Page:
For the first time ever — at least since WWII, when hemp was grown for the war effort — industrial hemp was invited to have an information booth at the recent Washington State Farm Bureau Convention. For the historic occasion, Sandy Soderberg of Evergreen Hemp Co and I had the pleasure of hosting the most visited booth at the convention.
What does that say?
Attitudes toward industrial hemp are almost as varied as the uses of the plant itself. There are many who still believe that growing hemp is letting a dangerous narcotic out of the bag. Others, like the Canadian Hemp Trade Association, are anxious that they are missing out on a valuable health market by not developing the laws and infrastructure to meet a growing demand.
This health benefit, as we learned in a Skype call with Albert Dun of Dun Agro in the Netherlands, is not just for humans. The Dutch have discovered that feeding just 80 grams of hemp to dairy cows cuts down bacteria, mastitis and the need for antibiotics while increasing milk production.
Another potential of this amazing plant to solve a major health issue!
Before we even put the seed in the ground, the hemp excitement about new markets is electric. We know that hemp used in building results in the greenest, most integrated and lasting wall system we can imagine—with just lime, hurd, water, and sand. (Clay can replace lime in some climates). The fiber is in demand for high end automobile production. Paper, OSB, fuel, animal bedding … the list is too long to mention.
Then, of course, there’s the farming itself.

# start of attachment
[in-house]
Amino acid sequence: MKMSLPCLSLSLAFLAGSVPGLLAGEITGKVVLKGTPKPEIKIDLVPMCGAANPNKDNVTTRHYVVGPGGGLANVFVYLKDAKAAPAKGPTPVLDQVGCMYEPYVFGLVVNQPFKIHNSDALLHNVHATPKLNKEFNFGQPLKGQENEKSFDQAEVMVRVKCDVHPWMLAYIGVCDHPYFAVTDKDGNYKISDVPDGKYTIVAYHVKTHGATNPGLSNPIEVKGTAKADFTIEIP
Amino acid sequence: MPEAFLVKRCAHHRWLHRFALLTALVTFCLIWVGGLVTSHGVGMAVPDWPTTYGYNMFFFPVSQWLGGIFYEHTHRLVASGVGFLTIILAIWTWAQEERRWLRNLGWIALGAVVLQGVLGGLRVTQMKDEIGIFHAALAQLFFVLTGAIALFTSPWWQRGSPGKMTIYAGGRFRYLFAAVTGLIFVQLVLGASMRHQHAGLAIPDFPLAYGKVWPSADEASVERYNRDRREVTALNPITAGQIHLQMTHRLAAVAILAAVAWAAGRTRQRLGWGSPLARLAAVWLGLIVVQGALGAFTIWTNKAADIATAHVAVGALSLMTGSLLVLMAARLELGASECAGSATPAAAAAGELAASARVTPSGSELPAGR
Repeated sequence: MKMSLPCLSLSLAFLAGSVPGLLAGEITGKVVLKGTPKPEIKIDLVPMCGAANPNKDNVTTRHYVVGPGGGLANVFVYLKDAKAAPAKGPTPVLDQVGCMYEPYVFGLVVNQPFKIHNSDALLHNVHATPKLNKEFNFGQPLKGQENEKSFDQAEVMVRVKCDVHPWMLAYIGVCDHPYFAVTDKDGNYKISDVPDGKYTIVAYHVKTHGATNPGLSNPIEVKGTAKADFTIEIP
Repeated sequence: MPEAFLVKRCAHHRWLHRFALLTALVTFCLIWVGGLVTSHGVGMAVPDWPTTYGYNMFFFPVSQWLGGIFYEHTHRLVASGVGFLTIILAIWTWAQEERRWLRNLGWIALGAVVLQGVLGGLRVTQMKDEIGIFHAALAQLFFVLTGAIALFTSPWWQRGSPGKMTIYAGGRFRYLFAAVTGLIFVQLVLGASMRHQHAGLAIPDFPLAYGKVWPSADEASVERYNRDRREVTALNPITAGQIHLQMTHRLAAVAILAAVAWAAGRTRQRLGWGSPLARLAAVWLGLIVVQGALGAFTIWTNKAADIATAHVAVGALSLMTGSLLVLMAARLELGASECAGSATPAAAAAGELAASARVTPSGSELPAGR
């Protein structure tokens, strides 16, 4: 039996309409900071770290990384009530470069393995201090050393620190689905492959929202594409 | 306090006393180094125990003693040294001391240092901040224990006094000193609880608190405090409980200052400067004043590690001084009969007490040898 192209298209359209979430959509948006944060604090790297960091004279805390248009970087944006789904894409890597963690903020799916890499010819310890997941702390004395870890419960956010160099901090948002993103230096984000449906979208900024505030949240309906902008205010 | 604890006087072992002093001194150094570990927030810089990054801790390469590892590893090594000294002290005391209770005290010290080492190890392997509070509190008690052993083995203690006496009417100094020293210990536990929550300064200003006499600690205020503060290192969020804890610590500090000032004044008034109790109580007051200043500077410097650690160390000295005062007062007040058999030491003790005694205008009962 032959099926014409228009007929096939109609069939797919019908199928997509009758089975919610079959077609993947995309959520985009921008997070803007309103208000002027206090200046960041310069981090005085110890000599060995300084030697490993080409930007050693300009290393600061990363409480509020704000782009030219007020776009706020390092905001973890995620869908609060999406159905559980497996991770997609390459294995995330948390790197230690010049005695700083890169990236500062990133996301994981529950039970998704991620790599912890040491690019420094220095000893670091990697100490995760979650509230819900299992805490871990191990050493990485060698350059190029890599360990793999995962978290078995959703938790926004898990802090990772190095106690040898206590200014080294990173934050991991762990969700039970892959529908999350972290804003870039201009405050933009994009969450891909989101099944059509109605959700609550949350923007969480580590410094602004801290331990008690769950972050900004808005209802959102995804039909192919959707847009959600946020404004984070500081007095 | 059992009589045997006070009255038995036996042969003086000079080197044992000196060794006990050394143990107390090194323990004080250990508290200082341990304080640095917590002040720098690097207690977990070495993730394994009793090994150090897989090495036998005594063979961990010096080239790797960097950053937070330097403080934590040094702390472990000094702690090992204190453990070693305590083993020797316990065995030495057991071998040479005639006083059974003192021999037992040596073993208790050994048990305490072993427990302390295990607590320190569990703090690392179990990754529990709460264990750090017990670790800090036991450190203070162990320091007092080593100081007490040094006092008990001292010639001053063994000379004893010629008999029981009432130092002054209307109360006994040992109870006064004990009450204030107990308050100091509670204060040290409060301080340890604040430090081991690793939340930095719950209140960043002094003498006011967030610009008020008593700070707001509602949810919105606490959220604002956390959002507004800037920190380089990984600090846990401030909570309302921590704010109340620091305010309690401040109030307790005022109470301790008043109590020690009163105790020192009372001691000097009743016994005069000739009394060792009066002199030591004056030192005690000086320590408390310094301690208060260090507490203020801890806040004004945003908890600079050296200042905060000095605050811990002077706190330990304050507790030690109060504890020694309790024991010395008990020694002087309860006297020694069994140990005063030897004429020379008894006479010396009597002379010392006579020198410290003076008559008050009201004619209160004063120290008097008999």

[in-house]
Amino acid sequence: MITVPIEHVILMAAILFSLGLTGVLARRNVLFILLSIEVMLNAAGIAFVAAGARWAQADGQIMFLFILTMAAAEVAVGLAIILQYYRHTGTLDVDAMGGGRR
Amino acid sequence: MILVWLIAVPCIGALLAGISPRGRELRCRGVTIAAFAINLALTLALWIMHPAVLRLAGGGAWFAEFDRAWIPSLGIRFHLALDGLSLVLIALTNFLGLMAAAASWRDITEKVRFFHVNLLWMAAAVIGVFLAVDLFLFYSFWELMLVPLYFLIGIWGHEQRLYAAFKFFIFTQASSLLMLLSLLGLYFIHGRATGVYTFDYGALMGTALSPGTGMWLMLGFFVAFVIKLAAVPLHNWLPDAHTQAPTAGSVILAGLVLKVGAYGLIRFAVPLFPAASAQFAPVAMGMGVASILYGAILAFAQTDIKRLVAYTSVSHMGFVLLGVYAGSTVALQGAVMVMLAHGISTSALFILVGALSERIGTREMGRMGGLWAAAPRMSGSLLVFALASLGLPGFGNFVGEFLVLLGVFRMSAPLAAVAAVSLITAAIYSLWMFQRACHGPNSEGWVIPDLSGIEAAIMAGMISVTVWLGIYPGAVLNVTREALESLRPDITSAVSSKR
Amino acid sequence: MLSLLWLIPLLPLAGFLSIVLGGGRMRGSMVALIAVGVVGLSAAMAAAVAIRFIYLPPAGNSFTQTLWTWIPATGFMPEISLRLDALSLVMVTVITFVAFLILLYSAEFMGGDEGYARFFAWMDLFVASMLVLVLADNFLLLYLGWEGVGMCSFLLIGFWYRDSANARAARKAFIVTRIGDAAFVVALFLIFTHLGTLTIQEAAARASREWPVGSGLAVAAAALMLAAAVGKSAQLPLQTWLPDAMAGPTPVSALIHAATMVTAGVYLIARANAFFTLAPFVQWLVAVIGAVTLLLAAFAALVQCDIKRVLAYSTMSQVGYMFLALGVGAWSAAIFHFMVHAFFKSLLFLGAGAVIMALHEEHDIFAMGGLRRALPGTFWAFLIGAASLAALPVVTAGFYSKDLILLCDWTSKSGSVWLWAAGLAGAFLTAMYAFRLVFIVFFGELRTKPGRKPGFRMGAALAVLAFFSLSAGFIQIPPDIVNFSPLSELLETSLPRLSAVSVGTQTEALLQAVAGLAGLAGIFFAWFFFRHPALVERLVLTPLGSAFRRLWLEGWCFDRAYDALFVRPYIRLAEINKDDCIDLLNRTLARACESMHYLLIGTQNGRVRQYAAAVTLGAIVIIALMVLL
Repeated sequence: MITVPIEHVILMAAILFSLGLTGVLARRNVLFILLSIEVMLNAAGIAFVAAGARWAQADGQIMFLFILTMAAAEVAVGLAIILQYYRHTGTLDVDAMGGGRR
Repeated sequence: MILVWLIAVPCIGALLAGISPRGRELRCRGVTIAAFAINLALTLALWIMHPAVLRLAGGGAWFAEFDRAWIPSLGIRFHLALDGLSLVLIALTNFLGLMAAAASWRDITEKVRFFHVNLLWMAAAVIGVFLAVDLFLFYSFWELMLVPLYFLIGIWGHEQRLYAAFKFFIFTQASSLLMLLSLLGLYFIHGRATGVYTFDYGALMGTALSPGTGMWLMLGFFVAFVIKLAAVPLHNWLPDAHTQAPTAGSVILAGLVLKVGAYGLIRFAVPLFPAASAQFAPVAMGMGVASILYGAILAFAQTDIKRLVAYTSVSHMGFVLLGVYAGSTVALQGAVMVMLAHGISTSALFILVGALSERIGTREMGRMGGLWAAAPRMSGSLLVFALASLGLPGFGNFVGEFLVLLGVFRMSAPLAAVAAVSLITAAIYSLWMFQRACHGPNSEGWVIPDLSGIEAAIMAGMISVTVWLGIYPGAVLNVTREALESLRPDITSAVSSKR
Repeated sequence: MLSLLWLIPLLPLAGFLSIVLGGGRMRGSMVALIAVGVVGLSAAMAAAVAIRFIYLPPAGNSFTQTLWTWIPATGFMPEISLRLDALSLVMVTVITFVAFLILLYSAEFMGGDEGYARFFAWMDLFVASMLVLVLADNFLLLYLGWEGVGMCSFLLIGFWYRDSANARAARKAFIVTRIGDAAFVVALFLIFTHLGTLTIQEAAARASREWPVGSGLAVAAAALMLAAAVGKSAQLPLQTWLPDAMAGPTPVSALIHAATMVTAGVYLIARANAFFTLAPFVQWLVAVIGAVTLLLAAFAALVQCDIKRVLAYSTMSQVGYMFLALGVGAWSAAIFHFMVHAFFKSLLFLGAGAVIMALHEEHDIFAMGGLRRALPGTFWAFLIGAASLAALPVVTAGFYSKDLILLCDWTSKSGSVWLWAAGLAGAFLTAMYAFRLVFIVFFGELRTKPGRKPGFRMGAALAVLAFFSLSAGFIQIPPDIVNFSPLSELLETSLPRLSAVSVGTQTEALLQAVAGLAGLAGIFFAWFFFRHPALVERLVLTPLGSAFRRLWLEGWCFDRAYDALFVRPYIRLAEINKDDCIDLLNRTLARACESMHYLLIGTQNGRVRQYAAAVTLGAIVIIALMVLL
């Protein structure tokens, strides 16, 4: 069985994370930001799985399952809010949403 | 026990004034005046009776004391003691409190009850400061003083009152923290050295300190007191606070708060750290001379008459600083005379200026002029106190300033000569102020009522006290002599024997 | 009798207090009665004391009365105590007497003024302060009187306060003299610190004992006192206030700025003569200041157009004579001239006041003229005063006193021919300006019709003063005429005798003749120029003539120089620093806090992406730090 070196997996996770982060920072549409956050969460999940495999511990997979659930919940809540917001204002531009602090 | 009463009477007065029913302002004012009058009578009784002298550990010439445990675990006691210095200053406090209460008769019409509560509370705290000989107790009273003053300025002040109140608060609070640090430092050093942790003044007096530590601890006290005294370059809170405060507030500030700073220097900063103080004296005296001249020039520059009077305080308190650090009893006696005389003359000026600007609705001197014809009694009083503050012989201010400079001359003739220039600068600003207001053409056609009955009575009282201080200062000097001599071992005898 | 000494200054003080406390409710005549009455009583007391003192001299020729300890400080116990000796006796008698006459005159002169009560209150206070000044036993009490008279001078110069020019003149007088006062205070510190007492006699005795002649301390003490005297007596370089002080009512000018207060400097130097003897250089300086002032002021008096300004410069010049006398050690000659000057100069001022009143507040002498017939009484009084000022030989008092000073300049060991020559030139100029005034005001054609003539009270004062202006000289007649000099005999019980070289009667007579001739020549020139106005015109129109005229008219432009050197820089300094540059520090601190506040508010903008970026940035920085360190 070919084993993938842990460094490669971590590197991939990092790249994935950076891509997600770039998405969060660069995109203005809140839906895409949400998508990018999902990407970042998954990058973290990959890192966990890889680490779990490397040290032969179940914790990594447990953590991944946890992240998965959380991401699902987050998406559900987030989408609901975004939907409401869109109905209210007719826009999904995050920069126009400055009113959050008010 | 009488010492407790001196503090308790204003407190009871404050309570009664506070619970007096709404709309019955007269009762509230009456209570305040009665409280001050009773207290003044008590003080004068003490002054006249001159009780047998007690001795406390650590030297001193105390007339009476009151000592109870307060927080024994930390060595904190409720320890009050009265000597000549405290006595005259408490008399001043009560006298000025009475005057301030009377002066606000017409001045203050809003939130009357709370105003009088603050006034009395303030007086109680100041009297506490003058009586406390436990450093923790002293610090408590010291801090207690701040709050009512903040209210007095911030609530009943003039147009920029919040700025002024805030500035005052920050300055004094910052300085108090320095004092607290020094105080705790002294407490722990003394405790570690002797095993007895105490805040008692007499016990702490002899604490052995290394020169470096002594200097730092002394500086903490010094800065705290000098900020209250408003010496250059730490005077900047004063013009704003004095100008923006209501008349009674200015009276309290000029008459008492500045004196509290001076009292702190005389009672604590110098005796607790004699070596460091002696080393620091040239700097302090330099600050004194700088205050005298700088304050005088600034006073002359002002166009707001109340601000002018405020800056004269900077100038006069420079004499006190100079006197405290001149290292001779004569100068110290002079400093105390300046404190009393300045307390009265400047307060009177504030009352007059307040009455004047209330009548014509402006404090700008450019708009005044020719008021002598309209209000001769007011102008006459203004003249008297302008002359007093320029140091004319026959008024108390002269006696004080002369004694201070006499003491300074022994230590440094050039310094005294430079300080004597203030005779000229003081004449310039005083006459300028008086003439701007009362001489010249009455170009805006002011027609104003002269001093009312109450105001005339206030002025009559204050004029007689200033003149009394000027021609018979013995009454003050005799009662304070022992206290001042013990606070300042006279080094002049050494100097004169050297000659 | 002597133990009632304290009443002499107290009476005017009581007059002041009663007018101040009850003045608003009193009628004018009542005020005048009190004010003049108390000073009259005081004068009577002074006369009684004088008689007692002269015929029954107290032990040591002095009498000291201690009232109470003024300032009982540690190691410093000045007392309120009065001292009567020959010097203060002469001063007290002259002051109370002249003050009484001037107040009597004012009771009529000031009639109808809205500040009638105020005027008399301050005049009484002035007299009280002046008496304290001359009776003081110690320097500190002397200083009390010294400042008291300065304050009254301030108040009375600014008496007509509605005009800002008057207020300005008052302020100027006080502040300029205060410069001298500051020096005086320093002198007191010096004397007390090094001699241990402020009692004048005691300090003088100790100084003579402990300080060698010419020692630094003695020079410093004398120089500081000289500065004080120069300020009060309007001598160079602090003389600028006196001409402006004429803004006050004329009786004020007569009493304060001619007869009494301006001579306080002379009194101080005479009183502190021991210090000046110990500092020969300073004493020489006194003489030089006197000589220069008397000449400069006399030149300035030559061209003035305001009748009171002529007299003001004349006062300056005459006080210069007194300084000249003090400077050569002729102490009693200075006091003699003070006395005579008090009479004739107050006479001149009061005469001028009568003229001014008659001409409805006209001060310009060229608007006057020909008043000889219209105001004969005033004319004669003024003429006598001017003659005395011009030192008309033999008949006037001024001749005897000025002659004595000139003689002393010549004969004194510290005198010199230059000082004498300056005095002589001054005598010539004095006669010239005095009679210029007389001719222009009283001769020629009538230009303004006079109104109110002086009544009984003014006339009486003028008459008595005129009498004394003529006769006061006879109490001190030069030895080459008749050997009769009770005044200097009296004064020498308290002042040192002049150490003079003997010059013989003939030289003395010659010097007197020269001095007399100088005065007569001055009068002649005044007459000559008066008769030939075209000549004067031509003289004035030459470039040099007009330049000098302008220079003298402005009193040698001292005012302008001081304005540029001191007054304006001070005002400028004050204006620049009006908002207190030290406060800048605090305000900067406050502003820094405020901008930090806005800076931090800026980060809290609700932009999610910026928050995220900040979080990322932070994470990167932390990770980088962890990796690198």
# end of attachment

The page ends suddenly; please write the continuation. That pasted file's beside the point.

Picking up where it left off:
Sandy’s been talking to farmers about hemp in Washington for about three years now, and was able to influence the Washington State Legislature to pass a bill to study hemp for animal food. That’s progress, but not as much as we’d like.
While we know that hemp is a fantastic source of the omega fatty acids that are optimal for human health (the Germans say that eggs from chickens that eat it are the best tasting ever), we don’t actually have permission to plant the hemp and feed it to Washington chickens. The federal government’s Drug Enforcement Agency still controls the seed and the planting.
There is still a lot of need for education.
In a state like Washington, where marijuana is legal to grow with a permit and to buy if you are an adult, we have the opportunity to demonstrate industrial hemp has nothing to do with getting high. This situation should prompt farmers, small businesses and citizens to ponder the reasons why hemp should remain so rigidly controlled. It should make us think about who benefits from the strict regulations.
On the other hand, advocates and rebels should be talking to farmers and agronomists and processors—growers and builders of infrastructure -- about both the challenges and the contributions of this very plastic, prolific, durable, and versatile plant.
Like the splay of fingers in the Cannabis leaf, there are many facets to growing and utilizing this generous plant. Deprived of discovery and development by regressive laws for nearly a century, it is time to apply a multi-level approach to emerging new hemp-based solutions, markets, environmental repair, health, and hope.